Notes: THE NATIONAL HOSPITAL, BALTIMORE, MD. — Extracted from a report of ROBERTS BARTHOLOW, Ass’t Surgeon, U.S. Army. — Notwithstanding the dissimilarity in uses, there is much similarity in the needs of a large hospital and a hotel. In both the business of cooking, eating, sleeping are important concerns, and the manner of doing these with the greatest regard to the personal well-being of the inmates involves all the manifold relations of sanitary science. The National Hotel was organized for hospital purposes by Ass’t Surgeon W.A. HAMMOND, U.S.A., in September , 1861. The prominent reason probably for the selection of this building was the convenience of the situation, being in the immediate vicinity of the Baltimore and Ohio Railroad depot and within six hundred yards of the harbor. The relation of the city to the great lines of communication with our armies in the field then and subsequently vindicates the wisdom of the selection. Some sanitarians have objected to this locality on account of its lowness and vicinity to tide-water. A hospital for the reception of sick and wounded patients obviously should be as near rail and water transportation as possible; and such objections should be held secondary to this necessity. Besides the hotel a large piano factory and eleven dwelling-houses, situated on both sides of Camden street, have been hired for hospital purposes. The National contains the appointments usual in a modern hotel. It is five stories high and contains fifteen wards, various offices, kitchens, store-rooms, laundry and bake-house, as follows: A large hall on the first floor communicates with the office, dispensary, water-closets, lavatory and dining-room; a broad circular stairway passes from this hall through the centre to the top of the house, and has opening into it the corridors between the wards. The wards open from opposite sides into the corridors and consist chiefly of suites of rooms. The front or rear of these rooms have large windows opening externally above the elevation of surrounding houses. The basement contains liquor and commissary store-rooms, coal-cellars, furnace, bake-house and pastry-room. In this part of the hotel building the defects of the situation appear. From the lowness of the ground and defective drainage or original imperfections in the water-pipes permitting leakage, water constantly rises in this basement and a deep well and pump have been always necessary to prevent overflow. The expensive attempts to remedy this evil have had but partial success, and the flow of water requires the more or less frequent use of the pump. The dwelling-houses are all on the same general plan, having hall, parlor, dining-room and kitchen upon the first floor, and rooms of various sizes in the upper stories. The piano factory is five stories in height and has a large and small ward on each floor. The large wards contain twenty beds each and the small ones eight, allowing to each patient 800 cubic feet of air. For convenience of administration the houses on the north side of Camden street are connected with the hotel and on the south side with the piano factory. All the buildings are of brick and, excepting five wards of the factory, have plastered ceilings. Many of the wards in the dwelling-houses have papered walls, but the principal wards in the hotel are hard-finished.Natural currents of air have been wholly relied upon to ventilate the hospital. All the wards in the hotel having ample window-space, and nearly all open grates, there is nothing to be desired as to artificial arrangements. Moreover, the passages between the wards being connected with the central hall and stairway, and having windows at on extremity and transom-windows over the doors of the suites of rooms, an upward current of air from without inward is constantly passing to the ventilator in the roof in addition to the local currents in each room. To prevent interference with this system of currents a block of wood large enough to secure an inch of space is attached to the top of each window and the transoms are removed from the doors. Soldiers are not regardful of the necessity for fresh air and sunshine, and the opportunity of shutting out both must be denied them. A large furnace in the cellar suffices to heat the entrance-hall, dispensary, dining-room and stairway; but as the air supplying the pipes is obtained from the cellar, the furnace is not a desirable addition to the means of ventilation. The wards of the piano factory have large windows at either extremity, and hence are abundantly supplied with air and sunshine. The dwelling-houses were not built with reference to these points. To produce as favorable a sanitary condition as possible the windows of the houses are kept open by blocks of wood, as in the hotel, and wood fires maintained in the open fireplaces. The elevation of the hotel and piano factory being considerably greater than the surrounding houses, the supply of air and sunshine is not hindered from any quarter.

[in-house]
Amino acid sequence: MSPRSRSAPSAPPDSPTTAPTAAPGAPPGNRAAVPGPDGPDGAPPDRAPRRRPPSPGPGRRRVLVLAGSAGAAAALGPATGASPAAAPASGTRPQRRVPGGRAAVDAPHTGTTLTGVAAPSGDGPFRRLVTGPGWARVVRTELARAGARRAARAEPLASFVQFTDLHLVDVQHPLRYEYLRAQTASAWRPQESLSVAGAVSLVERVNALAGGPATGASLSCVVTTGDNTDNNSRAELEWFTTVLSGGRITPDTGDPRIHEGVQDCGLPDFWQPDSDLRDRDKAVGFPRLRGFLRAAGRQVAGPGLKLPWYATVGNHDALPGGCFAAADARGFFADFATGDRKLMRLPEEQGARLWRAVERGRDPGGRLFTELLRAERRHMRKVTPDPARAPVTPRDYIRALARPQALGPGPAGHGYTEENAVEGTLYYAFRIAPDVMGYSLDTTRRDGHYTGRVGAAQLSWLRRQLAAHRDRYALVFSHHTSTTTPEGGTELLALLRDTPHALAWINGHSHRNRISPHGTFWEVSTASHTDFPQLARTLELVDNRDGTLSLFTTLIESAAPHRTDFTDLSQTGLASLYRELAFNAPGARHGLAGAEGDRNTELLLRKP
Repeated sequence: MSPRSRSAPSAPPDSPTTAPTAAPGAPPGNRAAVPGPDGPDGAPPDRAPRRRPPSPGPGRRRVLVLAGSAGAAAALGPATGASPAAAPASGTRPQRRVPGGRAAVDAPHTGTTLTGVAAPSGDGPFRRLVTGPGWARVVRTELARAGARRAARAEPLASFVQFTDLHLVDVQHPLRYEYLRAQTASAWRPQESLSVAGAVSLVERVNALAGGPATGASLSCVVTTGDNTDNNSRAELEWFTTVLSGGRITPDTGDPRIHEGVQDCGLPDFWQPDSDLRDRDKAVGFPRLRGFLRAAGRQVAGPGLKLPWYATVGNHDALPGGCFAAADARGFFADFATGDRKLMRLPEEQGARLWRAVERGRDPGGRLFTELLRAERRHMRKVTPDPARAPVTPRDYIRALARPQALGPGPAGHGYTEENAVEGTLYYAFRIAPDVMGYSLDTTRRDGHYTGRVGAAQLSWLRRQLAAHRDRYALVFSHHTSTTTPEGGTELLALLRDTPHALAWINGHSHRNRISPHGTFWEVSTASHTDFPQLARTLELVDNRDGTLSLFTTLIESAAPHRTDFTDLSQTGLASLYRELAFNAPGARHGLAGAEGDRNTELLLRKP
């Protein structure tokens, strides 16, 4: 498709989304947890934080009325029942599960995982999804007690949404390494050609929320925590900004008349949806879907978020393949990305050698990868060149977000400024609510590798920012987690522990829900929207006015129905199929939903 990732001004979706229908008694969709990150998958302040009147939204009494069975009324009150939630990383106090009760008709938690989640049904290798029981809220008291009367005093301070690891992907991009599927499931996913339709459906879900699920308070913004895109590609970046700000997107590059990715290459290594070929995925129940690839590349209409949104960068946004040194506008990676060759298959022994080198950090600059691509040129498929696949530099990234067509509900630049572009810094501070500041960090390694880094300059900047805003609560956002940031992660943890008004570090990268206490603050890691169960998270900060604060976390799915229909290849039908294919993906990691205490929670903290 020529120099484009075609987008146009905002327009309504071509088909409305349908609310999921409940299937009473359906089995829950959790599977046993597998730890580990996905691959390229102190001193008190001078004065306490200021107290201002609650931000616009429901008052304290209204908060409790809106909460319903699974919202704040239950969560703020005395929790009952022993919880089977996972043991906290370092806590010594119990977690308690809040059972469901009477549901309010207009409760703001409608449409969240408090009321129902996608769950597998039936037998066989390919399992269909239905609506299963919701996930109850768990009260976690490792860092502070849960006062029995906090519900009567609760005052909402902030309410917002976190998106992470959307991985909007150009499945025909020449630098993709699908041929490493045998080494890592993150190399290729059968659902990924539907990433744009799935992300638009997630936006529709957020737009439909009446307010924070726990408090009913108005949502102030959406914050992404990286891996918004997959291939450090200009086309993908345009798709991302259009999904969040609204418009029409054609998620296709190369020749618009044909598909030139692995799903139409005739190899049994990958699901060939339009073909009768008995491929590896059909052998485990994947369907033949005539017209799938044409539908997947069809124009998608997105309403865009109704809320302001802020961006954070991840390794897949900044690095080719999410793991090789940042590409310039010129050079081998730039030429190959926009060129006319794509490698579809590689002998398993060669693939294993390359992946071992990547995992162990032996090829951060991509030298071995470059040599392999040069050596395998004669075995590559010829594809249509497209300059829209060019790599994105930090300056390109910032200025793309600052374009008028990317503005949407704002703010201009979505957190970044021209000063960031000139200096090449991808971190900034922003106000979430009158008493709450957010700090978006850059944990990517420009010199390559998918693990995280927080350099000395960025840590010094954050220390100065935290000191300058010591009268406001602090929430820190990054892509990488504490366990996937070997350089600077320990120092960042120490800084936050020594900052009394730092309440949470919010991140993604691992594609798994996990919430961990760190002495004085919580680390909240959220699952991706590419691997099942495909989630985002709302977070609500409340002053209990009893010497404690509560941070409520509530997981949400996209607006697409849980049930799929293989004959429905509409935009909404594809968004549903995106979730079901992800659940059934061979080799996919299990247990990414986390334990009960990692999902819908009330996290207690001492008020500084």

Water is obtained from the street mains and is distributed in lead pipes. In the hotel there are four bath-rooms supplied with hot and cold water, a bath-room and lavatory in each of the dwelling-houses and a bath-room and lavatory connected with each of the large wards in the piano factory. On the first floor of the hotel, adjoining the main hall, there is a lavatory containing six porcelain bowls, each supplied with hot and cold water, a urinal having an uninterrupted water-supply, and in the same apartment six water-closets either self-acting or operating by a knob, containing porcelain bowls and traps. On each floor above there is a single water-closet similarly arranged and supplied. The discharges from these water-closets are conveyed through iron pipes to the main sink in the rear of the hospital, where the solid portions are deposited, the fluids passing through on earthen pipes from the sink into a street-sewer. The water-closets in the piano factory have cast-iron bowls, and the water is let on the will of the operator — both objectionable arrangements. The water-closets in the principal dwelling houses are attached to the bath-rooms and are in all respects like those in the hotel; but in several the latrines are primitive in style, consisting of wooden seats and a receiving barrel sunk in the ground. Gas-pipes extend throughout the hospital.